The Consumer Affairs Committee of the New York City Council has begun studying the lack of transparency in ticket sales for many of the events in the city.
Earlier today, October 28, the committee held the first of what could be a couple of hearings on the matter as it relates to a proposal for venues in the city to reserve at least 15 percent of tickets at the box office for individuals to buy in person. Such sales also would be limited to four tickets per person.
“Greater transparency in the ticket marketplace will allow consumers to know just how many tickets are out there for a particular event and may even shame artists into adopting business practices that don’t stick it to the very people supporting their livelihoods,” said councilmember Dan Garodnick, chairman of the Consumer Affairs Committee, in the statement.
Garodnick’s communications director Dan Pasquini told TicketNews that the committee decided to discuss the issue following the problems surrounding the recent Radiohead concerts at the Roseland Ballroom.
Some fans complained of obstacles faced when trying to buy Radiohead tickets, in addition to not knowing how many tickets were initially released. The band limited sales to two tickets per person and required purchasers to pick up the tickets from will call the night of the show.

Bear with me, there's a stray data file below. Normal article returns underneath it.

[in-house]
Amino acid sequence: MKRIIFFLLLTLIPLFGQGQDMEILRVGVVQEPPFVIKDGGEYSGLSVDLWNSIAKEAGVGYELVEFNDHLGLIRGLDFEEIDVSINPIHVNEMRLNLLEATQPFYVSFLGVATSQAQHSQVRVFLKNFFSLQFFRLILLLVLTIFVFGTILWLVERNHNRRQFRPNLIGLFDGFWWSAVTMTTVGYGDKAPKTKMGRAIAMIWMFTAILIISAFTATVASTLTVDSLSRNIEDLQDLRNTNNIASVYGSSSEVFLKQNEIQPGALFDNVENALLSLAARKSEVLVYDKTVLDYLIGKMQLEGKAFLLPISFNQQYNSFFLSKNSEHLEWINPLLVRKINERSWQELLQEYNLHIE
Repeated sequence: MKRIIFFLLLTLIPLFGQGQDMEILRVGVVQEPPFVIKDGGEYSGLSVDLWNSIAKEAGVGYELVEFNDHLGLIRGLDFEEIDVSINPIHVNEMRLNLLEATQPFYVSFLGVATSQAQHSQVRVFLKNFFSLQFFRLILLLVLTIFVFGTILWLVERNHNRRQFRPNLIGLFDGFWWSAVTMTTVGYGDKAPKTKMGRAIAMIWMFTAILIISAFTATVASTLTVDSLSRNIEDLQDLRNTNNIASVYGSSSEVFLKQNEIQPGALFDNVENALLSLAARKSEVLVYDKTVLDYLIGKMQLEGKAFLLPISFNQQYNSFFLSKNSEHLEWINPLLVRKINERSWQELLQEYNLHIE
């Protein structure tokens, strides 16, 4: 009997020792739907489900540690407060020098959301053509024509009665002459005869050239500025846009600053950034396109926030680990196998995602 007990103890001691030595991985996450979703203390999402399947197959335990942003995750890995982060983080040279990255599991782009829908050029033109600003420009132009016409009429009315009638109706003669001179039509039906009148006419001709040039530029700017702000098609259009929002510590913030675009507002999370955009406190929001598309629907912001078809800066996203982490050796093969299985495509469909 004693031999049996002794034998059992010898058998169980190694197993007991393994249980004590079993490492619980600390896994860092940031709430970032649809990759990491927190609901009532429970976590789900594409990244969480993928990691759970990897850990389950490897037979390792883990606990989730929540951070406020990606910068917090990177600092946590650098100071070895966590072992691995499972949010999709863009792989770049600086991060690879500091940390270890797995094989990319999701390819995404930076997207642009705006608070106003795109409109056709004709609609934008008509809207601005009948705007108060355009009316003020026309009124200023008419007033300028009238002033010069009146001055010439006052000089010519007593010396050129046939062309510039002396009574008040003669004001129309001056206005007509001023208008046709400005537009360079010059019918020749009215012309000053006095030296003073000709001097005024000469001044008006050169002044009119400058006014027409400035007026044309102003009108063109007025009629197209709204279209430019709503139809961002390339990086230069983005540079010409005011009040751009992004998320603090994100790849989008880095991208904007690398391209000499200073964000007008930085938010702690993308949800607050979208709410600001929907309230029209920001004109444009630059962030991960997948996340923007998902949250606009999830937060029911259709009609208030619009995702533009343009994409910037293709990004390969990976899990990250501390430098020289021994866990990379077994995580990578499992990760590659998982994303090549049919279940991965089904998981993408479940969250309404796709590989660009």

Radiohead said the moves were designed to help thwart resale, but some tickets still appeared on the Ticketmaster-owned secondary ticket marketplace, TicketsNow.
“When tickets sell out at a venue — whether seating capacity is 300 or 20,000 — the general public may assume that all of those seats were up for grabs,” Garodnick said. “However, that is frequently not the case as artists often ‘hold back’ tickets for VIPs, fan clubs and increasingly, for initial sale in the secondary market.”
New York State already has a ticket resale law on the books. Pasquini said that the New York City proposal, or any future bills, would “have to work within the framework of the state law.”
The council is considering addressing transparency in ticketing by requiring venues that receive public funds to list the number of available tickets that initially go on sale for an event.
Jon Potter, president of the ticket resale advocacy group Fan Freedom Project, praised the committee for taking up the issue of transparency.
“New York sports and entertainment fans, whose hard-earned money helps pay for the stadiums, arenas and highway ramps, want basic consumer rights and property rights for the tickets they buy,” Potter said in a statement.
The committee did not take any action on the proposal during the hearing, but said it would continue to study the issue and would consider making amendments to the bill and holding future hearings.